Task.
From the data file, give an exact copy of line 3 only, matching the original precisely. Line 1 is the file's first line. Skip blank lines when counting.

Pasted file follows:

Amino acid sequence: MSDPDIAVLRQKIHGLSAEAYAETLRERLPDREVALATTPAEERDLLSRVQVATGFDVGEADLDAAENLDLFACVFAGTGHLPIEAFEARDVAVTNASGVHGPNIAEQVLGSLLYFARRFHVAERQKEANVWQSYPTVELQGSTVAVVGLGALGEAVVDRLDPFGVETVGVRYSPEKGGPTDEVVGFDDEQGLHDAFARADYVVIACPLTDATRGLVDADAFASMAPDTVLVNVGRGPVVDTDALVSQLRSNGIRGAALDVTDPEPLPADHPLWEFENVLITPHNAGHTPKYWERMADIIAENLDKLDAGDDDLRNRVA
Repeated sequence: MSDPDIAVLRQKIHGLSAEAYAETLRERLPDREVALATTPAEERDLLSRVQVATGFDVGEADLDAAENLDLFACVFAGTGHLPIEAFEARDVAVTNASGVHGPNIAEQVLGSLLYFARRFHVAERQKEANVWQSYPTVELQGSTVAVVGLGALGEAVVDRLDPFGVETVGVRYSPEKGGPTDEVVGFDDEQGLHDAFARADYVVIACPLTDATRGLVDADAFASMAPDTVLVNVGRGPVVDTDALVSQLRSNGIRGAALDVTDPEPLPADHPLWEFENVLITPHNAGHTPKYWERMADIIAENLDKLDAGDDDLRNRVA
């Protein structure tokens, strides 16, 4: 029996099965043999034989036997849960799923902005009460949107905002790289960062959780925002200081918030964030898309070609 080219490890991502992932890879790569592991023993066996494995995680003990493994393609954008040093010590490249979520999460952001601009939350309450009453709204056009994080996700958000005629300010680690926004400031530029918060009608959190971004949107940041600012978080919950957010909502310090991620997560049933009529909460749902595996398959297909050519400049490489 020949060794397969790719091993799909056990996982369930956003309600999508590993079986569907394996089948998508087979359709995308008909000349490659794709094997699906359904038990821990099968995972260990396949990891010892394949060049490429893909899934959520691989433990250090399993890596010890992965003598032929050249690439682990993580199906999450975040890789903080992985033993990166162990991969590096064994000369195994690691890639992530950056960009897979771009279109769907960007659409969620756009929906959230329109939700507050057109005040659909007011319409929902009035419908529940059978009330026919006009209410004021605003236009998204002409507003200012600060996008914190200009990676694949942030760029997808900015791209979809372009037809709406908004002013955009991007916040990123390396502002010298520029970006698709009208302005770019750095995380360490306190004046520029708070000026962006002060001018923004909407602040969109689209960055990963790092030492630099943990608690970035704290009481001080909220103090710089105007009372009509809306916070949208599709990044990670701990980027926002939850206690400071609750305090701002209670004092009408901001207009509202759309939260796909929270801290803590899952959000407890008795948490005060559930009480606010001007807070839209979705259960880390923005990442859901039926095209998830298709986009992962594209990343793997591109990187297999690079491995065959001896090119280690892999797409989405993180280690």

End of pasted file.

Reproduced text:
């Protein structure tokens, strides 16, 4: 029996099965043999034989036997849960799923902005009460949107905002790289960062959780925002200081918030964030898309070609 080219490890991502992932890879790569592991023993066996494995995680003990493994393609954008040093010590490249979520999460952001601009939350309450009453709204056009994080996700958000005629300010680690926004400031530029918060009608959190971004949107940041600012978080919950957010909502310090991620997560049933009529909460749902595996398959297909050519400049490489 020949060794397969790719091993799909056990996982369930956003309600999508590993079986569907394996089948998508087979359709995308008909000349490659794709094997699906359904038990821990099968995972260990396949990891010892394949060049490429893909899934959520691989433990250090399993890596010890992965003598032929050249690439682990993580199906999450975040890789903080992985033993990166162990991969590096064994000369195994690691890639992530950056960009897979771009279109769907960007659409969620756009929906959230329109939700507050057109005040659909007011319409929902009035419908529940059978009330026919006009209410004021605003236009998204002409507003200012600060996008914190200009990676694949942030760029997808900015791209979809372009037809709406908004002013955009991007916040990123390396502002010298520029970006698709009208302005770019750095995380360490306190004046520029708070000026962006002060001018923004909407602040969109689209960055990963790092030492630099943990608690970035704290009481001080909220103090710089105007009372009509809306916070949208599709990044990670701990980027926002939850206690400071609750305090701002209670004092009408901001207009509202759309939260796909929270801290803590899952959000407890008795948490005060559930009480606010001007807070839209979705259960880390923005990442859901039926095209998830298709986009992962594209990343793997591109990187297999690079491995065959001896090119280690892999797409989405993180280690």